Date of Thesis

Spring 2024


Shape memory polymers (SMPs) are a category of smart material that possess shape memorization properties, and can be configured into a variety of shapes for biomedical applications. Poly(ε-caprolactone) (PCL) combined with a polyethylene oxide based epoxy has a triple shape memory mechanism, and can be programmed using heat to form two temporary shapes: one above the melting temperature of the PCL and the other above the melting temperature of the epoxy. After cooling the temporary shapes are ‘fixed’ and, upon heating, the material can spring back to its original shape if heated above both transition temperatures.

This study was conducted to determine how different processing techniques can impact various properties of an epoxy/polymer composite. The two techniques studied were the creation of polyethylene oxide based epoxy with poly(ε-caprolactone) (PEO-EP/PCL) composites via electrospinning PCL into fiber mats in which the epoxy is absorbed into the fibrous pores compared to using polymerization-induced phase separation.

Electrospinning is a complex, but very beneficial fabrication technique that produces very thin nanofibers that can be oriented to create a specific morphology. Alternatively, polymerization-induced phase separation is a simpler process that produces multiphase crosslinked composites.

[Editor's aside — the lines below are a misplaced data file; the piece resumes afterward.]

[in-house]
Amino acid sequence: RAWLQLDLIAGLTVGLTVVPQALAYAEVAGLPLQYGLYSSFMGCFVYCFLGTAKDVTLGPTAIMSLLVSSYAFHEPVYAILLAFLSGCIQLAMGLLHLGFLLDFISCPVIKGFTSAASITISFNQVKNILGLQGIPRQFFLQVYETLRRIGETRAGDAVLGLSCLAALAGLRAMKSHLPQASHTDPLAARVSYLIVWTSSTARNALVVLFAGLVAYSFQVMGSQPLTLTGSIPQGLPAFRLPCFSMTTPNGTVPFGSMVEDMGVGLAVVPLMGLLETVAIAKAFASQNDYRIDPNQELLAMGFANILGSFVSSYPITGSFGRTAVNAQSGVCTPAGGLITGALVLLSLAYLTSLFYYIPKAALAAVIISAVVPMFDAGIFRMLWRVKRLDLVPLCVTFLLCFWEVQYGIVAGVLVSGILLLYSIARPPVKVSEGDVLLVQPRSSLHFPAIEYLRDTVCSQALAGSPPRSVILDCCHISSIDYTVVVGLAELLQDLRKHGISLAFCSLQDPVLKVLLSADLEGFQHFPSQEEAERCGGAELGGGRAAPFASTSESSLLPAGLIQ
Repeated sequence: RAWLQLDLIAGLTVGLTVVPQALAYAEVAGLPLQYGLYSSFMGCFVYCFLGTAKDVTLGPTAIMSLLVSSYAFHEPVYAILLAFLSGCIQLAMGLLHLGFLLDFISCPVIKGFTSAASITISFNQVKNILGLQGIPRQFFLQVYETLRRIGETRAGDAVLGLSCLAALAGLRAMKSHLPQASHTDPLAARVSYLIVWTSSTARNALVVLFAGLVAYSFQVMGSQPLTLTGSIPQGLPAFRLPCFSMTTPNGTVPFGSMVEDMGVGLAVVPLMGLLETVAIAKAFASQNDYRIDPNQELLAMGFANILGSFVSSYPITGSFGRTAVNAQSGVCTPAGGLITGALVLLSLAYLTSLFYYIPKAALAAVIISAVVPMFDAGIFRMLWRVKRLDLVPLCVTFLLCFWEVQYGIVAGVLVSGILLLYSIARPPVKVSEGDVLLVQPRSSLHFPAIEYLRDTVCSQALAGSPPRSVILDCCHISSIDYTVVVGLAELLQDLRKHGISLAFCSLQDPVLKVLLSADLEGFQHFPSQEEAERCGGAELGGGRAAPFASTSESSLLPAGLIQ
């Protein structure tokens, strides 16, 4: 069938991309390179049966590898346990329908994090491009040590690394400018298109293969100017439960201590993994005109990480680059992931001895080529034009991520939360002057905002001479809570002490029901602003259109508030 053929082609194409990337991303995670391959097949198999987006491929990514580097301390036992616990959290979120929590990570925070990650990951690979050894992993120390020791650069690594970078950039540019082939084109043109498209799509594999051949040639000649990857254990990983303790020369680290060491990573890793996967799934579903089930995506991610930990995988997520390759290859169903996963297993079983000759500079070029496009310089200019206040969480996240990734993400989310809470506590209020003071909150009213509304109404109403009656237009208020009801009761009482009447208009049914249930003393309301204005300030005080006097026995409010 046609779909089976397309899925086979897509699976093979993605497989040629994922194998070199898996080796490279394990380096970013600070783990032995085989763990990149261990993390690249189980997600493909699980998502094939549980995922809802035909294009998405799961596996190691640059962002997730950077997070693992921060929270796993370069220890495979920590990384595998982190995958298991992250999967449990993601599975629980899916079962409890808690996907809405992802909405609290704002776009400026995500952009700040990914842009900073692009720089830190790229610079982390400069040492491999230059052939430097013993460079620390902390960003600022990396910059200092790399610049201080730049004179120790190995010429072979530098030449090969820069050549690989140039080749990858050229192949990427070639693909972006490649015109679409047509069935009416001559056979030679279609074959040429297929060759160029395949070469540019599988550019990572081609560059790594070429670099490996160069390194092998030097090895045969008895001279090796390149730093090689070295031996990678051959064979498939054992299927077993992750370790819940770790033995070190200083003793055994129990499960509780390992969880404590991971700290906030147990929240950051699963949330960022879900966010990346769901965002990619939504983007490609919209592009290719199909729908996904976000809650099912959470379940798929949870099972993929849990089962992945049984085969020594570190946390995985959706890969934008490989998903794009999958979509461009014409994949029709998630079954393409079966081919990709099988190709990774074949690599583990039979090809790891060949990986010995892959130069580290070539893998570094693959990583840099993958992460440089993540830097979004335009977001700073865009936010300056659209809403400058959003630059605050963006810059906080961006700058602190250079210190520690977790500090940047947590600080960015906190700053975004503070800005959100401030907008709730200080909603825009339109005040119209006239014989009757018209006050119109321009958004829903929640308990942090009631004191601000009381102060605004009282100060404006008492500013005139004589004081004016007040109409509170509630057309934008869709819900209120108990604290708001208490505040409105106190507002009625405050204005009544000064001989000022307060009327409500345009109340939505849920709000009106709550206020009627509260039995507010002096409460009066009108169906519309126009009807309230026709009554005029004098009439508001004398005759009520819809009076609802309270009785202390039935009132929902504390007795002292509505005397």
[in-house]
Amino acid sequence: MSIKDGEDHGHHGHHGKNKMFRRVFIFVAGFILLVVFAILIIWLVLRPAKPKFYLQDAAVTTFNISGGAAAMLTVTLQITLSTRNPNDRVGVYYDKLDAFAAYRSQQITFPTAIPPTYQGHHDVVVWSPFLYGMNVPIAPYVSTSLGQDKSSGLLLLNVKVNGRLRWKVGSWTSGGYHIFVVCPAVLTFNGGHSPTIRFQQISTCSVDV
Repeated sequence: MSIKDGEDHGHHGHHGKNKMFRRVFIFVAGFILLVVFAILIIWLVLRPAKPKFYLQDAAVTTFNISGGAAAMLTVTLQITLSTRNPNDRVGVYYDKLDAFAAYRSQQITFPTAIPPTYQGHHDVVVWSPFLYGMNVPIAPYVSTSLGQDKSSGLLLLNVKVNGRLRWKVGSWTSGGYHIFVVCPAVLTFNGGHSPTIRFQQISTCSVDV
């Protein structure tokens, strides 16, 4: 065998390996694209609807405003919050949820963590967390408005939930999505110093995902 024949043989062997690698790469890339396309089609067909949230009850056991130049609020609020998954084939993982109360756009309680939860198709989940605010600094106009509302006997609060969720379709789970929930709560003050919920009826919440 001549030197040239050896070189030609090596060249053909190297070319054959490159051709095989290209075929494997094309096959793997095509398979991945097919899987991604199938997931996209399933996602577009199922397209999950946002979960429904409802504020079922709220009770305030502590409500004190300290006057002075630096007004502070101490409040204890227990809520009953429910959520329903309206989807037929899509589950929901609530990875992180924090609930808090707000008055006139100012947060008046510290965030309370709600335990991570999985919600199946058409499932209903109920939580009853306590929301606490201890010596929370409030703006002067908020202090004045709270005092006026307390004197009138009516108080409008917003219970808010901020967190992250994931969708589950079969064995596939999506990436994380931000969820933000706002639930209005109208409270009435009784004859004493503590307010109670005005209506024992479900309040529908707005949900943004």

After fabrication via both methods, each composite was quantified using differential scanning calorimetry (DSC) and dynamic mechanical analysis (DMA) to determine the thermomechanical properties for comparison to each other as well as the shape memory effects of each of the composites to determine the amount of fixing and recovery that occurs.


Polymer, Electrospinning, Epoxy, Polymerization induced phase separation, poly(ε-caprolactone)

Access Type

Honors Thesis (Bucknell Access Only)

Degree Type

Bachelor of Science in Chemical Engineering


Chemical Engineering

First Advisor

Patrick T. Mather

Second Advisor

Ryan Snyder